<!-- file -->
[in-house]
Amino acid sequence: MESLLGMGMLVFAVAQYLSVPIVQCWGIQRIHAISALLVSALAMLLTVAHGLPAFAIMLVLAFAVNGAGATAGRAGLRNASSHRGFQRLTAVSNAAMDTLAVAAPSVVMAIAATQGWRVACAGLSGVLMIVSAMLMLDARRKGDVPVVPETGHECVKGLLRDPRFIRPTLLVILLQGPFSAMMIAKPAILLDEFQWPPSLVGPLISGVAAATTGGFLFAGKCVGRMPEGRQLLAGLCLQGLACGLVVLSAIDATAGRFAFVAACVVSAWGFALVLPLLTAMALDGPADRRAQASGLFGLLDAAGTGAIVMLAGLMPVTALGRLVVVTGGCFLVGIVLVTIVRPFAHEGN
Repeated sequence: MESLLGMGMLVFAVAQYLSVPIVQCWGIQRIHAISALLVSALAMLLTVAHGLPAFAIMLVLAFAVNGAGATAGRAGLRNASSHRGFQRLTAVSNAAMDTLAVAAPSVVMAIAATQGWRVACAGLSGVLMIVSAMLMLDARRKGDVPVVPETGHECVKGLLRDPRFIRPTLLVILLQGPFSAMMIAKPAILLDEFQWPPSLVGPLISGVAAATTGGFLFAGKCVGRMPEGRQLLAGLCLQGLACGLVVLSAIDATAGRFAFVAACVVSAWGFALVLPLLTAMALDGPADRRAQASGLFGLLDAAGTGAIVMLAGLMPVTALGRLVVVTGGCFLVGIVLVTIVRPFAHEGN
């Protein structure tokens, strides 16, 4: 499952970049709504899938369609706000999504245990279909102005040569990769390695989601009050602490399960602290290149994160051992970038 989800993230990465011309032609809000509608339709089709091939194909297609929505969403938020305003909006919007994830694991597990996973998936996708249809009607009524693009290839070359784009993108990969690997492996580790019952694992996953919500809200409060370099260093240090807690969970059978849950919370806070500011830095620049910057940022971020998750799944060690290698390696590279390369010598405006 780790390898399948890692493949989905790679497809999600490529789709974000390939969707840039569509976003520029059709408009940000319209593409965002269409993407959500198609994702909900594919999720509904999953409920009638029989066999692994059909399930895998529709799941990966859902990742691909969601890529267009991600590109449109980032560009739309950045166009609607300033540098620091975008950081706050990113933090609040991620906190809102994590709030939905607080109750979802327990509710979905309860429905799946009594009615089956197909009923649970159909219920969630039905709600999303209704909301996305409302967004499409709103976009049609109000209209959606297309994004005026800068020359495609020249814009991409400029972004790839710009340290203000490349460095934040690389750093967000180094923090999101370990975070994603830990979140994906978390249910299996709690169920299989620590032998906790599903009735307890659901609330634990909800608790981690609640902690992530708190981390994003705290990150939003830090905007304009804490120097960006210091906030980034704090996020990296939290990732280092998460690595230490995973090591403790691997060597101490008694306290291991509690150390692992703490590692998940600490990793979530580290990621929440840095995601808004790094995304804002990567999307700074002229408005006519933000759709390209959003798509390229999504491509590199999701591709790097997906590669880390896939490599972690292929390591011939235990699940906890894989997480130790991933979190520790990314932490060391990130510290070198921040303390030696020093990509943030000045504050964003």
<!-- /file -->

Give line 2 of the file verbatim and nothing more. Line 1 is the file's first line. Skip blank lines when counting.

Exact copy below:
Amino acid sequence: MESLLGMGMLVFAVAQYLSVPIVQCWGIQRIHAISALLVSALAMLLTVAHGLPAFAIMLVLAFAVNGAGATAGRAGLRNASSHRGFQRLTAVSNAAMDTLAVAAPSVVMAIAATQGWRVACAGLSGVLMIVSAMLMLDARRKGDVPVVPETGHECVKGLLRDPRFIRPTLLVILLQGPFSAMMIAKPAILLDEFQWPPSLVGPLISGVAAATTGGFLFAGKCVGRMPEGRQLLAGLCLQGLACGLVVLSAIDATAGRFAFVAACVVSAWGFALVLPLLTAMALDGPADRRAQASGLFGLLDAAGTGAIVMLAGLMPVTALGRLVVVTGGCFLVGIVLVTIVRPFAHEGN